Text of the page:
- End with the most optimal solution that you have had or that you have figured out, or even with a question if you have figured out a bunch of different ways of doing it and you cannot decide for yourself.
What is great about blogging is that you will get many comments on your blog: people telling you exactly how you should be thinking, or making you consider other options. It is a great way not only for you to get your own story out there, but then learn from other people who might have had more experience than you.
In terms of motivation, I know blogging can be very difficult to keep up. Here is a story about a woman who had a travel blog: she wrote consistently every day for two years and never broke over 100 visits a day. She had a couple of bumps there in traffic (see slide 44) but, in the end, she ended up coming back down to her initial visits per day. It is around this time that most people tend to give up… and they give up too early. Nowadays, she gets over 100,000 visits per month, and her hard work grew exponentially. I linked this great blog post on the insanely slow road of building a blog.
Even though it might seem hard and it might seem frustrating at times, eventually it will pay off. In particular, iOS is fairly different than other blog spaces, because one newsletter or one Tweet might make all of the difference - that is what happened to me. When I first started posting about my Watch staff, Natasha the Robot picked up on it, and that is where all of my popularity came from. Besides that, I recommend these other links for motivation:
- How do I keep up with it all: blogging, online life & more
- 5 ways to keep your blog content fresh
- How do I start a blog and keep it up? - Quora
- You should write blogs
- Software engineers should write
04. Technical Tutorials (35:30)
Technical tutorials follows very similar steps to blogging:
- Decide on a topic. Remember that this topic does not have to be all-encompassing; depending on your audience, you may or may not decide whether or not you want to start from the very beginning, or skip ahead to the more meaty part of the tutorial. When I first started posting about Watch development, for example, I started from the very beginning: from creating a Watch project, to driving in an interface controller, to running the Watch app on your simulator. That is because no one else knew how to do it, and I knew that my audience probably had no experience with Watch development. Later on, my tutorials skip past that part and focus on the content at hand in my actual Watch code. You can see that the transition from one end of the spectrum to the other because I now assumed that my audience has changed, and they have more experience. Another way that will help you decide on a topic is to check out the latest questions on Stack Overflow. Many times when people do not have any idea how to do something, you can pull a great topic out of these latest questions and build it yourself, and post it as an answer.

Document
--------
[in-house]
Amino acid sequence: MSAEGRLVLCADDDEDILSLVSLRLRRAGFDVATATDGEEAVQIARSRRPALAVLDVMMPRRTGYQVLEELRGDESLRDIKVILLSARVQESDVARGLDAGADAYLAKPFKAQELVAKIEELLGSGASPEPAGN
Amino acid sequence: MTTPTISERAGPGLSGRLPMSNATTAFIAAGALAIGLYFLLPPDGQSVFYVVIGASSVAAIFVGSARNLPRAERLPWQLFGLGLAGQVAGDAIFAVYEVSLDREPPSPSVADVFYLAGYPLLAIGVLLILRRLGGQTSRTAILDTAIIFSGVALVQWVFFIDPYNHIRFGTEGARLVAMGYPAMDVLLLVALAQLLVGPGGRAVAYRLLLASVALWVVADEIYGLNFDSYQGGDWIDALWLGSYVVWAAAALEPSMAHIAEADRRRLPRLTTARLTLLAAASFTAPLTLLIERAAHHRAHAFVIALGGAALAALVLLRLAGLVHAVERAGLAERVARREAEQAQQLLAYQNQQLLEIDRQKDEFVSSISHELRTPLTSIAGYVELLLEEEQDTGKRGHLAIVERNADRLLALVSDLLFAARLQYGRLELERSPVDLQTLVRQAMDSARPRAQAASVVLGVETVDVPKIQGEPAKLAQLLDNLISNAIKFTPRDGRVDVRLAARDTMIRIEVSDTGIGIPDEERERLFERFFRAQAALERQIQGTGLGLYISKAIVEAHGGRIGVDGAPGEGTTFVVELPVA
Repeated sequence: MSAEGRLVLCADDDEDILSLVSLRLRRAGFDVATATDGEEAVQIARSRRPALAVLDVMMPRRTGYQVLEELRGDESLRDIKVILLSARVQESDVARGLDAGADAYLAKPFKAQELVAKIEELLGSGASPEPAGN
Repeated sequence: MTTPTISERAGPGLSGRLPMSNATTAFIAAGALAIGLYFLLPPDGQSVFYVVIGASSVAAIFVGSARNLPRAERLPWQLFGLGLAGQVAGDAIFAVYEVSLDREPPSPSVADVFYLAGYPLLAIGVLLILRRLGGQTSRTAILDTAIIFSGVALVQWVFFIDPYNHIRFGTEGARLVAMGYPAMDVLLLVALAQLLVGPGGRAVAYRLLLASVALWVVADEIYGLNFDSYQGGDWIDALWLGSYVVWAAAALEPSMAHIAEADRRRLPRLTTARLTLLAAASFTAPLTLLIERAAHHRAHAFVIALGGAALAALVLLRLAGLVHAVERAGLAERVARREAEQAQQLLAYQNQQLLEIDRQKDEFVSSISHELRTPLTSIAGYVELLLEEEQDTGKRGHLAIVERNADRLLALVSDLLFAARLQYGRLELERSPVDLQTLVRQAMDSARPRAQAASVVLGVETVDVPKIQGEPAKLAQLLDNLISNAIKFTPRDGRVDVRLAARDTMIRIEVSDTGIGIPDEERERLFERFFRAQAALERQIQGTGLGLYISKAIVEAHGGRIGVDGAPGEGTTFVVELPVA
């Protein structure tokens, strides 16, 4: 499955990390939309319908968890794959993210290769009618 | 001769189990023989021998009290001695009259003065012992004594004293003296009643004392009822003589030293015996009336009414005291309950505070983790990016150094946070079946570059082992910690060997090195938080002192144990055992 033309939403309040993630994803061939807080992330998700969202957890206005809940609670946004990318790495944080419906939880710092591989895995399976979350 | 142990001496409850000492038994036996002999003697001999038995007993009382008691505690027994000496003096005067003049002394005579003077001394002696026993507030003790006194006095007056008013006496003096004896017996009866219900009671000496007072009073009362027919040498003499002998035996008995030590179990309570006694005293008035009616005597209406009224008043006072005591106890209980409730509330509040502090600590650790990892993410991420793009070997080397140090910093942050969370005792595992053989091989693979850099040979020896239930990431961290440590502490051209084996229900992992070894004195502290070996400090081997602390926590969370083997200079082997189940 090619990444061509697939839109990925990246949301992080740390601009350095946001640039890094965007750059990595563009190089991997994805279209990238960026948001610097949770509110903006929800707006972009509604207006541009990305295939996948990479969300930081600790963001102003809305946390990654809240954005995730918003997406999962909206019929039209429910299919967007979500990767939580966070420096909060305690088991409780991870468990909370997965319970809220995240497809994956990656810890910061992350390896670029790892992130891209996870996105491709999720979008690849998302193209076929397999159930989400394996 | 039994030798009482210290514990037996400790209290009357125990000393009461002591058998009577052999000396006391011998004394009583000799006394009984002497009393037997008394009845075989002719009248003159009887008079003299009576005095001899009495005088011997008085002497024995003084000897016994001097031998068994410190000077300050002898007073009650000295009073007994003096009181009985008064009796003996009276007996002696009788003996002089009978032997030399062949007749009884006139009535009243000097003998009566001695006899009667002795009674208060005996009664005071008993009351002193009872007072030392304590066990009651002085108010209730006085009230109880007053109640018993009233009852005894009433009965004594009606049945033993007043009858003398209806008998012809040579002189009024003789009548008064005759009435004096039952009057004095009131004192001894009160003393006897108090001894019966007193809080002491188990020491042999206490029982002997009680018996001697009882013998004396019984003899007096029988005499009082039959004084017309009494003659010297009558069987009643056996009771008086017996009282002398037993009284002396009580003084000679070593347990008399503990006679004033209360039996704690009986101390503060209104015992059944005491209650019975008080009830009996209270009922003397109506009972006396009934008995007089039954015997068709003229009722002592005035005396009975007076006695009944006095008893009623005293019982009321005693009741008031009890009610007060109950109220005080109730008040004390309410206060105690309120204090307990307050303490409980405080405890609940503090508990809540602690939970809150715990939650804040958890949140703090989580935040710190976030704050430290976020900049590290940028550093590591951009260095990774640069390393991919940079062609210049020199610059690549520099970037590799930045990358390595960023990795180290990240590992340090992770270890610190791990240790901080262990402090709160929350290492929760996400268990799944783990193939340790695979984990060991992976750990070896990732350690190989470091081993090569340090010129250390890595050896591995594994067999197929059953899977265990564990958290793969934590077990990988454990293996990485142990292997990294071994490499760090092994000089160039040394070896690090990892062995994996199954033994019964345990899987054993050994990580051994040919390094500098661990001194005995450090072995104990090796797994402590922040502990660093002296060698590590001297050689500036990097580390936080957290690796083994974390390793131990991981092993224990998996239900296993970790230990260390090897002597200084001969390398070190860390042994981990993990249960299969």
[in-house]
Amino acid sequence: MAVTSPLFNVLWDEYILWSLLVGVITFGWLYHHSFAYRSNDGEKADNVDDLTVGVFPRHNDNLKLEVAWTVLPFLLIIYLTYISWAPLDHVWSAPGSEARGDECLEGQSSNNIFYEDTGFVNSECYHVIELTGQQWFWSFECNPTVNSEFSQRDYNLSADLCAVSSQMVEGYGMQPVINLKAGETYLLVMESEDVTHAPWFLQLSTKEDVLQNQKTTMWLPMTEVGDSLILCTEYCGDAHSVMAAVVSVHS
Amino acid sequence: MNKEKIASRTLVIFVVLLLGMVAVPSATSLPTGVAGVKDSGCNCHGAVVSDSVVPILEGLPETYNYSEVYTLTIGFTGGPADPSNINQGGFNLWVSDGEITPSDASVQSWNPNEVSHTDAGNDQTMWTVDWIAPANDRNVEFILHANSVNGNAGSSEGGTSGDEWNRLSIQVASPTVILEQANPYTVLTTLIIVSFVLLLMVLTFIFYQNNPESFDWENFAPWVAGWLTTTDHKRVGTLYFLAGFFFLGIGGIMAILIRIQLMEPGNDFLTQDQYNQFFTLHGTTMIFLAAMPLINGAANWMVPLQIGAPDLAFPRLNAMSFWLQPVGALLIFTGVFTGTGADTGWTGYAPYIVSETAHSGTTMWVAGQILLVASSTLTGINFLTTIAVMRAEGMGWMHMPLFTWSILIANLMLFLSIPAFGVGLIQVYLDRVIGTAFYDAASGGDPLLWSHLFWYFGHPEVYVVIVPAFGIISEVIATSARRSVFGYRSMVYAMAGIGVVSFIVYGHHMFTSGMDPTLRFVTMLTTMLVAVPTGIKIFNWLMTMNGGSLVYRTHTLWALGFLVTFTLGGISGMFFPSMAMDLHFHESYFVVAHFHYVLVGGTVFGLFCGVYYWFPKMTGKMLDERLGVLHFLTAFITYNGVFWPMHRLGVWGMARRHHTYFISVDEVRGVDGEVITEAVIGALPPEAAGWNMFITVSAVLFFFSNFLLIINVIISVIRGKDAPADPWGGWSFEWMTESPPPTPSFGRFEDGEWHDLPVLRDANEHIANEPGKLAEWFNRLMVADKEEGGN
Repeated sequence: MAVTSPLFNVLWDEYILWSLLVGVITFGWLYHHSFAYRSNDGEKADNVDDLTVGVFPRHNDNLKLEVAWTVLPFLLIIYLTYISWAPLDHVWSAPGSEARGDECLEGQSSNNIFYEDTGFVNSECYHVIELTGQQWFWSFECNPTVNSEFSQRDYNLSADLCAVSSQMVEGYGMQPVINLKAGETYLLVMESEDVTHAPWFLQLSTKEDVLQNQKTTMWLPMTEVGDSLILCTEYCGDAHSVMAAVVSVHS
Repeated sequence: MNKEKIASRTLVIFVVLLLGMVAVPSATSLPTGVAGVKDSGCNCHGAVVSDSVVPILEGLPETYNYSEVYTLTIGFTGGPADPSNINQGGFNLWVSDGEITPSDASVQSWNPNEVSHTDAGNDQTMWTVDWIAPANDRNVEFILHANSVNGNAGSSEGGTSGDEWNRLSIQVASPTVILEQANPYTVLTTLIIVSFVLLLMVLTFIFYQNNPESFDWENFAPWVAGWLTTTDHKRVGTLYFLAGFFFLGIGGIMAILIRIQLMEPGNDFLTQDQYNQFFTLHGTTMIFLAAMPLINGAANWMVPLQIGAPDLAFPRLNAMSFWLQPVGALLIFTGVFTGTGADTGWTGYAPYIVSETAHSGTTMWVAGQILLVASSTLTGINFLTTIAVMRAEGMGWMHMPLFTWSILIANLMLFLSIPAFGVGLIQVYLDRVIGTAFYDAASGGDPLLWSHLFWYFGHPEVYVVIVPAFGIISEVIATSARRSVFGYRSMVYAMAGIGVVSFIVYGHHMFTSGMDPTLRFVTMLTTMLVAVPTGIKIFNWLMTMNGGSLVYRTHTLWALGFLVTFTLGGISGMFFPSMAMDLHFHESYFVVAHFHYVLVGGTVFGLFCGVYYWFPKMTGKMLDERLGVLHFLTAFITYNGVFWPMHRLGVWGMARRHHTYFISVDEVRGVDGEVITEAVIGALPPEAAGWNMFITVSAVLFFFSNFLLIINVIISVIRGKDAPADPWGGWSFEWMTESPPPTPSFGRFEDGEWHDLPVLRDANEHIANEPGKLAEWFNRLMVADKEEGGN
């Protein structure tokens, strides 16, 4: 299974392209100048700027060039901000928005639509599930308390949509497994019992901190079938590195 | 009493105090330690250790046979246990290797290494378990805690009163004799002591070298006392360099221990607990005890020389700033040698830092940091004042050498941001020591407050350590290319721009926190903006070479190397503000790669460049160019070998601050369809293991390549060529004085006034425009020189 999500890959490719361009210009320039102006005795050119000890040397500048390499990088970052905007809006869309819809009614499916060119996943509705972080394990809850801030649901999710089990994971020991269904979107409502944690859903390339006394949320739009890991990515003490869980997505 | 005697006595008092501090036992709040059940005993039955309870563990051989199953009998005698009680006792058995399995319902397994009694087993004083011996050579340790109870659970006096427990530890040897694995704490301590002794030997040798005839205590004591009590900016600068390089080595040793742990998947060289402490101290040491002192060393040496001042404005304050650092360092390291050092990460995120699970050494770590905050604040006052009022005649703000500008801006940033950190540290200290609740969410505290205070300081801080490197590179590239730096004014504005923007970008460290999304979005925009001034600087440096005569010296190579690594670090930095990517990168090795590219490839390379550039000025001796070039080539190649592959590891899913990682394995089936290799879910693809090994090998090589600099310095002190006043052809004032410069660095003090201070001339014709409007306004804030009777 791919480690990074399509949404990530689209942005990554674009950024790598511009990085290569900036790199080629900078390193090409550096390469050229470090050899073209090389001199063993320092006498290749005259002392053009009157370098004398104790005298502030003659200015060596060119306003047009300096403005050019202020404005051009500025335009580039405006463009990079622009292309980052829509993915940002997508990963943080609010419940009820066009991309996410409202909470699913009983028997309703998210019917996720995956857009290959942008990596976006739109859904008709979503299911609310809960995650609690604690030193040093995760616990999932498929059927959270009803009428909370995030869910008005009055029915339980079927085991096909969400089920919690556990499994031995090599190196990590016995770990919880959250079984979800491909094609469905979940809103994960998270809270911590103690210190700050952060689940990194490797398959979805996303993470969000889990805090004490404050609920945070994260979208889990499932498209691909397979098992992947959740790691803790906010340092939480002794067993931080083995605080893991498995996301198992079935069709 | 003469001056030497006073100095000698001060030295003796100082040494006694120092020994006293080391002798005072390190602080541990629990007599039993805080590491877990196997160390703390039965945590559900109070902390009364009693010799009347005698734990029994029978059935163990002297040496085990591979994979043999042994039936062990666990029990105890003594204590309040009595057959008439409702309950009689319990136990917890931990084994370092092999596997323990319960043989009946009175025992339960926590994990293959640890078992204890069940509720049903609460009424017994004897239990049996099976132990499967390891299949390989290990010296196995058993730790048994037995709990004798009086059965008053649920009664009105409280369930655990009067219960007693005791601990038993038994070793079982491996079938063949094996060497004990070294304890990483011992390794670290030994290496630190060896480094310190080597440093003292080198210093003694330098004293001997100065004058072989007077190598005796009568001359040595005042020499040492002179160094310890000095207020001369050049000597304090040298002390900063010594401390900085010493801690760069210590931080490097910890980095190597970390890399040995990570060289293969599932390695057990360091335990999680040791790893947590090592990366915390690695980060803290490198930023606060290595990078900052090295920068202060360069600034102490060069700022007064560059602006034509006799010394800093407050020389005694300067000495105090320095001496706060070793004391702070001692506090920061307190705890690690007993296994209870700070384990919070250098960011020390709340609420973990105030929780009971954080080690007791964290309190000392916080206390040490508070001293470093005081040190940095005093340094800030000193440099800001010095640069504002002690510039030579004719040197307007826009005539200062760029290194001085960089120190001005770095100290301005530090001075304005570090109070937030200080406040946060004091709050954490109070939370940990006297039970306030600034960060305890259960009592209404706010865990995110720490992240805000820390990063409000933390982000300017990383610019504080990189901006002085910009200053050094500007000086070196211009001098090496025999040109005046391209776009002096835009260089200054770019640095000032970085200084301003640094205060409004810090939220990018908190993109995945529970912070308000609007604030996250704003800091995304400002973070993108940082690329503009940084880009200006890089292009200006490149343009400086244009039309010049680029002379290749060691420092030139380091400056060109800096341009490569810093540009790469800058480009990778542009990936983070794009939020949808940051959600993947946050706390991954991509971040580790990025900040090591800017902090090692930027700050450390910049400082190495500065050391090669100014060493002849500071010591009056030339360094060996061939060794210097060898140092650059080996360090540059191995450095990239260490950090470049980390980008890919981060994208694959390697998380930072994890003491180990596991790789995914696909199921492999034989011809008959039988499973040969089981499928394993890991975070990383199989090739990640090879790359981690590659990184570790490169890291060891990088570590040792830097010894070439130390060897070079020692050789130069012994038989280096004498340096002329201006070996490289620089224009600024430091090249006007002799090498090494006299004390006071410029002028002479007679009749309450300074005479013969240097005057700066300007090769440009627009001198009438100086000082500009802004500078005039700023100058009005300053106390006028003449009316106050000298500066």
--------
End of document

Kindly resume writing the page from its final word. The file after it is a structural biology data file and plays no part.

- Create a working project or working code samples. Many people want to see a working project in the end - here is where you get a chance to build that full project yourself.
- Create a step-by-step tutorial based on your project and code samples (see this tutorial and my first one). Screenshots and copy-and-paste snippets are very helpful because many people, when they are going through your tutorial, want to be able to see exactly how to do something, even though it might seem a little obvious. It is better to overexplain and overcommunicate than to underexplain. If people are going through your tutorial and they get frustrated, they will probably close the browser window and never come back. Making sure you overexplain will let people finish your tutorial from end to end. You can also include a starter code project. That will allow you to skip past some of the bits that they have already learned, or any of the boilerplate code that you need to set up, and focus on the main content that you want to teach.
- Upload your project to GitHub.
- Upload your project to your website.
- Advertise your blog posts and tutorials on Twitter or social media. You can use hashtags to let other developers know this is out there. #iOSdev, #swiftlang, and #watchOS are very popular hashtags. You can also tweet at newsletter accounts and influential people to make sure that your tutorial is heard. If you ended up writing this as an answer to a Stack Overflow question, make sure you post your tutorial to the answer to that particular question.
Tips for getting started (39:11)
You do not have to be the expert. You can start by writing a narrow post and expand out, or do a very high-level one and then go into more detail.